Andrew M. Yang (born January 13, 1975) is an American entrepreneur, politician, philanthropist and Democratic candidate for New York City mayor. Originally a lawyer, Yang began working in startups and early stage growth companies as a founder or executive from 2000 to 2009. In 2011, he founded Venture for America (VFA), a nonprofit organization focused on creating jobs in cities struggling to recover from the Great Recession. He ran in the 2020 Democratic presidential primaries, and is running in the 2021 New York City mayoral election.
The son of immigrants from Taiwan, Yang was born and raised in New York. He attended Brown University and then Columbia Law School. Dissatisfied with his work as an attorney, Yang began working for startups during the dot-com bubble before spending a decade as an executive at test preparation company Manhattan Prep. In 2011, Yang founded VFA, which recruits top college graduates into a two-year fellowship program at startups in developing cities across the United States. The Obama administration selected him in 2011 as a "Champion of Change" and in 2015 as a "Presidential Ambassador for Global Entrepreneurship." Yang left VFA in 2017 to focus on his presidential campaign. In 2018, he authored The War on Normal People, which outlines several of his campaign's central ideas.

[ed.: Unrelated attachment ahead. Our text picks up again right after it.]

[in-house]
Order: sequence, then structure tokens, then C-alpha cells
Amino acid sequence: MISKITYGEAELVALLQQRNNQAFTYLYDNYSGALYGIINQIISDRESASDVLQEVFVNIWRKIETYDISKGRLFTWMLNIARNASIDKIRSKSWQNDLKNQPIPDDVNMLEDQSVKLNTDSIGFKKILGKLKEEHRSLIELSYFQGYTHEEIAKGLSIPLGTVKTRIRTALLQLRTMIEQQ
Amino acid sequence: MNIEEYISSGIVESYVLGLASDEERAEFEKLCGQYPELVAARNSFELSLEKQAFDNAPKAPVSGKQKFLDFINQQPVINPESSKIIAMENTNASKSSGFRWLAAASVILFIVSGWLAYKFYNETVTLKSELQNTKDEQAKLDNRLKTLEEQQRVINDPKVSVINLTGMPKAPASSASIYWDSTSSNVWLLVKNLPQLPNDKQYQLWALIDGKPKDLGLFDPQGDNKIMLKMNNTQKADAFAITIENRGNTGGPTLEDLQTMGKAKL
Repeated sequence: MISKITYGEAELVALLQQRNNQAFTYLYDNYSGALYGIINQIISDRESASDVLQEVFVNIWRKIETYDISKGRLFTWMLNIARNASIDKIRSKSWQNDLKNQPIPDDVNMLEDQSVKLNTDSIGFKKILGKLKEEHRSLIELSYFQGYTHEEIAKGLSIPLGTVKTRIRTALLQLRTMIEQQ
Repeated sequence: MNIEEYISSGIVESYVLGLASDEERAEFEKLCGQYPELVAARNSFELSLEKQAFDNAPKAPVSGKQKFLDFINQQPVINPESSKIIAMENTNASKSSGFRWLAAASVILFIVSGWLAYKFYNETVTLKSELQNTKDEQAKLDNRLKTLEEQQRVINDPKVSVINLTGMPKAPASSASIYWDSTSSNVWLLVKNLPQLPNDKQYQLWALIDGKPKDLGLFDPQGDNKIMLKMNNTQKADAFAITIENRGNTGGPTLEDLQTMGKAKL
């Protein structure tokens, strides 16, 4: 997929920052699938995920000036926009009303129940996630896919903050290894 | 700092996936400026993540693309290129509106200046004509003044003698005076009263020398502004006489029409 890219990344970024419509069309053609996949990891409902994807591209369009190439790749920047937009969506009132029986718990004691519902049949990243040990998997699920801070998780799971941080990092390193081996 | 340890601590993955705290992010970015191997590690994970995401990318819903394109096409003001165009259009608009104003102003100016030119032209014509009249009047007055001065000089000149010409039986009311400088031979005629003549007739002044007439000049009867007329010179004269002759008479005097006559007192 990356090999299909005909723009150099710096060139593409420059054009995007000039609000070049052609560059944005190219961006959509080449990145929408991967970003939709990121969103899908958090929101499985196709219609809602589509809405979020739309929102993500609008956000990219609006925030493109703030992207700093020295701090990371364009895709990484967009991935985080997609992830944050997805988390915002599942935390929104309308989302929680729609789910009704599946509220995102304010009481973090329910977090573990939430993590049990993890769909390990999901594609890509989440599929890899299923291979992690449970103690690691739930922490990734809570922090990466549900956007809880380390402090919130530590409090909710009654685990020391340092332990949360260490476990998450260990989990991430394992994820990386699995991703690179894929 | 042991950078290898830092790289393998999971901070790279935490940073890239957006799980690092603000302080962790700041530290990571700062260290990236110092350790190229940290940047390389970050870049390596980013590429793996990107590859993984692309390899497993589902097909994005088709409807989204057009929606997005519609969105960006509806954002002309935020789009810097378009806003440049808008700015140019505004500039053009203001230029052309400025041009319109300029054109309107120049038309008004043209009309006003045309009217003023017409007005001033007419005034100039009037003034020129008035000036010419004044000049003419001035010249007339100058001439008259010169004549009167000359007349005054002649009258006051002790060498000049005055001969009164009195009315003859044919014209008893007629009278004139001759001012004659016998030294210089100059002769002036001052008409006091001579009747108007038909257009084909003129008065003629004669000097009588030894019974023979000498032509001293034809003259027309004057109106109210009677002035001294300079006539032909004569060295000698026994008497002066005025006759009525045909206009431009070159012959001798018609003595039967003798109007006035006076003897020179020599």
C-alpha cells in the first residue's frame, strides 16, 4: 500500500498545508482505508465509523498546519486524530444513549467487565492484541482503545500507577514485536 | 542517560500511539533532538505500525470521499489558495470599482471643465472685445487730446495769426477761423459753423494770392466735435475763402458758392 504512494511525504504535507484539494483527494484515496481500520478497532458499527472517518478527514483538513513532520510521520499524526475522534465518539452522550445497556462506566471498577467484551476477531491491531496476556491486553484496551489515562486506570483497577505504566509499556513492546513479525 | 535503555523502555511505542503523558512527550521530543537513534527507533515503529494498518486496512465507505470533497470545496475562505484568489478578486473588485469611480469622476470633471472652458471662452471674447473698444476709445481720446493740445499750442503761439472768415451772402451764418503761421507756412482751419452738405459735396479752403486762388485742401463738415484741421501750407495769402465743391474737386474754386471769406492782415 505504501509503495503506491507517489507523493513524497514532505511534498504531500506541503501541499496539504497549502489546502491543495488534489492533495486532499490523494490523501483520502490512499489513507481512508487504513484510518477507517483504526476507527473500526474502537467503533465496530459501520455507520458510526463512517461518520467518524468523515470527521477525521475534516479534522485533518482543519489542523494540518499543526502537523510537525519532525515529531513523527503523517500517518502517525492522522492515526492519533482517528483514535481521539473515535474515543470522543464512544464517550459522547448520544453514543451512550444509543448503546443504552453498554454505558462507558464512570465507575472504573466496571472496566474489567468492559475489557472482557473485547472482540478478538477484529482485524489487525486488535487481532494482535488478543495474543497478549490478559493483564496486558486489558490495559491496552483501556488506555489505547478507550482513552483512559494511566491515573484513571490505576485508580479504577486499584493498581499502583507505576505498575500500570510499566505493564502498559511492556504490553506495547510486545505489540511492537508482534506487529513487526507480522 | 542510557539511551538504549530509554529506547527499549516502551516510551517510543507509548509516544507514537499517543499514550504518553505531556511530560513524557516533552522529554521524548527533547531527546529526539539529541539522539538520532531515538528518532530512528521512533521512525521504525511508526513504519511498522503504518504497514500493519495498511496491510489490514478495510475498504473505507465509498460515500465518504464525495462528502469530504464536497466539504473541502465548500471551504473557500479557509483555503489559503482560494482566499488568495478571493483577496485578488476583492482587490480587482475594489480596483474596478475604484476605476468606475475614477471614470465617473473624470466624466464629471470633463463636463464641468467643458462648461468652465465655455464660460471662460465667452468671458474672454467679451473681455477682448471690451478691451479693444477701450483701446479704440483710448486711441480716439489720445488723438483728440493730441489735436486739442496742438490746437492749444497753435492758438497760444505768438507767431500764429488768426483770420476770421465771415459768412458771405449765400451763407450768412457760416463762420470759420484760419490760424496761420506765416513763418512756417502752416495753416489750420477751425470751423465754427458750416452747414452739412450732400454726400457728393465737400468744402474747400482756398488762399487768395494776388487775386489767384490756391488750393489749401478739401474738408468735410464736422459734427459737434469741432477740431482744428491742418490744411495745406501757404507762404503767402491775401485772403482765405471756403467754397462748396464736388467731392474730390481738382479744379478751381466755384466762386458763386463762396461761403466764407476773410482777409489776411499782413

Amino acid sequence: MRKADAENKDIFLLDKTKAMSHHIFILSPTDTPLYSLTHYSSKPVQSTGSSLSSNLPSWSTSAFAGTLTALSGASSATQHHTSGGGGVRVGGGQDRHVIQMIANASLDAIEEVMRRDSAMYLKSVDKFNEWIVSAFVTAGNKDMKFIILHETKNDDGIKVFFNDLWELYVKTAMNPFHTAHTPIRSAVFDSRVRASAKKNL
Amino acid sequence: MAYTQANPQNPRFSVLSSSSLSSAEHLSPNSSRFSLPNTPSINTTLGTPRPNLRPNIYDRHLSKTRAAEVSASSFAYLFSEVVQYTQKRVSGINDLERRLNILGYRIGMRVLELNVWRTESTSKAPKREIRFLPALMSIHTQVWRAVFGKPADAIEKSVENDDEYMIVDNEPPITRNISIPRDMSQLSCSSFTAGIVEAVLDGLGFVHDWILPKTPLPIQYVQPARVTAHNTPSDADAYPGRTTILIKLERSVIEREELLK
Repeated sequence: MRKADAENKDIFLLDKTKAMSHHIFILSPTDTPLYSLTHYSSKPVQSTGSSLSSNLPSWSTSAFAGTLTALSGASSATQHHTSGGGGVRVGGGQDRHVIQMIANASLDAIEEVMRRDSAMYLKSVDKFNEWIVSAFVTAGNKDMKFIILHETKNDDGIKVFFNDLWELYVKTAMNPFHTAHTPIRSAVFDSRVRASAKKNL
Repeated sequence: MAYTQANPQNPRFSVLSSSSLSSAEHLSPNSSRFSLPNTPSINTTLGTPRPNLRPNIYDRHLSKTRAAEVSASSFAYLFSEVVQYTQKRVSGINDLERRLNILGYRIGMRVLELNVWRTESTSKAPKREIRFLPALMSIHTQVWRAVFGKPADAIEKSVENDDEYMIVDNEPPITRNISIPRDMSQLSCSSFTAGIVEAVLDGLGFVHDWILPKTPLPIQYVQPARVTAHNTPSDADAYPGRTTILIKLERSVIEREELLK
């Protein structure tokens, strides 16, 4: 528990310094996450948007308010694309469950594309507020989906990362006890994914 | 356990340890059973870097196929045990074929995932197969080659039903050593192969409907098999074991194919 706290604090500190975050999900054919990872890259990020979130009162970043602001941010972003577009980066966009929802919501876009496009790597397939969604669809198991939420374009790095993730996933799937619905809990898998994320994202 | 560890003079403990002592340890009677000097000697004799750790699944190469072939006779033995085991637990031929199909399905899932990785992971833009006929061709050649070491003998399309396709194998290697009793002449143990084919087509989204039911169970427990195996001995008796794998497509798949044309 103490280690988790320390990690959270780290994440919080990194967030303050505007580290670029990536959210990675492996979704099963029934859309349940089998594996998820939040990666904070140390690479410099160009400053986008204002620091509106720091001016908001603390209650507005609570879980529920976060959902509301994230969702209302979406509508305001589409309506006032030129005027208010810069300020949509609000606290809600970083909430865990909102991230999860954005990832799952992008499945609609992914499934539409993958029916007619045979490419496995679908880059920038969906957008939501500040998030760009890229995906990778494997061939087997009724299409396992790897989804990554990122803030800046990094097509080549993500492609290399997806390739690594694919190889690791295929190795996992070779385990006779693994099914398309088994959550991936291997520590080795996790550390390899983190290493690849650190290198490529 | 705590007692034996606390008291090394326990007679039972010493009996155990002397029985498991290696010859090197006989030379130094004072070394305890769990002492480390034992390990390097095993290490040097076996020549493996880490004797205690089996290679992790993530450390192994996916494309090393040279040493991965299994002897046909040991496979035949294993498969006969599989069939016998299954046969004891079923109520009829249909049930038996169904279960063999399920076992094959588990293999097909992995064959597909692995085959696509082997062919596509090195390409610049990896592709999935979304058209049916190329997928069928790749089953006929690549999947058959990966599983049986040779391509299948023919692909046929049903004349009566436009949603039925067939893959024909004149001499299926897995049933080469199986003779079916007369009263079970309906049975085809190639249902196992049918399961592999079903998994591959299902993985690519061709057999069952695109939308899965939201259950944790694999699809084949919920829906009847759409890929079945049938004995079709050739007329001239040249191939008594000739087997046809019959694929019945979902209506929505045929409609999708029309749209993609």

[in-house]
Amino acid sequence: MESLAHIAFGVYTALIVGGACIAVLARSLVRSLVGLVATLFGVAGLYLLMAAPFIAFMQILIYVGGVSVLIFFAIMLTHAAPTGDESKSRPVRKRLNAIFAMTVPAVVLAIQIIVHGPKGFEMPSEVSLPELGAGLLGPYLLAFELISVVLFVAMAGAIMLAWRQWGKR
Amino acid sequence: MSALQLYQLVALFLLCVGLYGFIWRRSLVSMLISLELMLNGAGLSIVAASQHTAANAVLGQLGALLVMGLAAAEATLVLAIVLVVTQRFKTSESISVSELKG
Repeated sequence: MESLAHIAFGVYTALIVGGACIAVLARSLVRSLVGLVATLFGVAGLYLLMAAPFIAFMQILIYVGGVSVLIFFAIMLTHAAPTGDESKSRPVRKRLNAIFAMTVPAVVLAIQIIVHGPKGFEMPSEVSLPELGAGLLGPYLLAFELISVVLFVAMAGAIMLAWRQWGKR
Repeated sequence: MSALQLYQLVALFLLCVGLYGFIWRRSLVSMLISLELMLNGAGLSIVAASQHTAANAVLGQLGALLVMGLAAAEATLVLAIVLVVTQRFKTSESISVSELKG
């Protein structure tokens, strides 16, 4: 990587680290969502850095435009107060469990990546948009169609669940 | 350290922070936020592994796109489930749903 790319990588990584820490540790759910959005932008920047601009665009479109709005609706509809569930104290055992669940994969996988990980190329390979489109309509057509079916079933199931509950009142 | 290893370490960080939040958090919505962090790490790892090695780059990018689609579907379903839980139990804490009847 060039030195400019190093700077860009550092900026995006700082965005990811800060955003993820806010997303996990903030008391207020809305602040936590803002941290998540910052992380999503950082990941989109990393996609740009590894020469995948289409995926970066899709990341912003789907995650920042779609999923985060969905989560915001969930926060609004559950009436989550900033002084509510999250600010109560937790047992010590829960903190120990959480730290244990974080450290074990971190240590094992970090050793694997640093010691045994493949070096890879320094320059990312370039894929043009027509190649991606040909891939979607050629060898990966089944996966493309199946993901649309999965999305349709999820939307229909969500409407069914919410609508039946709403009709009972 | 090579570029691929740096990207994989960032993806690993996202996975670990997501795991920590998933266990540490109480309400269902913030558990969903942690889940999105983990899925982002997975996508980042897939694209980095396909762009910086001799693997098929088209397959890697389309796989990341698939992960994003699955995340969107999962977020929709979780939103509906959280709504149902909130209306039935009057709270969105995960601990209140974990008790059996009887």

On November 6, 2017, Yang filed with the Federal Election Commission (FEC) to run for President of the United States in the 2020 election. Yang's campaign largely focused on responding to the rapid development of automation, which is increasingly leading to workforce challenges and economic instability in the United States. His signature policy was the "Freedom Dividend," a universal basic income (UBI) of $1,000 a month to every American adult as a response to job displacement by automation, one of the primary factors that he claims led to Donald Trump's election in 2016. Considered a dark horse candidate throughout much of the primary, Yang received significant popularity online, with The New York Times calling him "The Internet's Favorite Candidate". News outlets described Yang as the most surprising candidate of the 2020 election cycle, going from a relative unknown to a major competitor in the race. Yang qualified for and participated in seven of the first eight Democratic debates, and has been credited with elevating discussions on UBI, automation, and autism to the national level, as well as for engaging Asian Americans in presidential politics.Yang's campaign was noted for its happy-go-lucky and "tech-friendly" nature. His supporters, informally known as the "Yang Gang", included several high-profile celebrity endorsements and were noted for their ideological and political diversity. Yang suspended his campaign on February 11, 2020, shortly after the New Hampshire primary, pledging that he and his movement are "just getting started." Following his campaign's end, Yang joined CNN as a political commentator, announced the creation of the political nonprofit organization Humanity Forward, and is running for the Democratic nomination in the 2021 New York City mayoral election.
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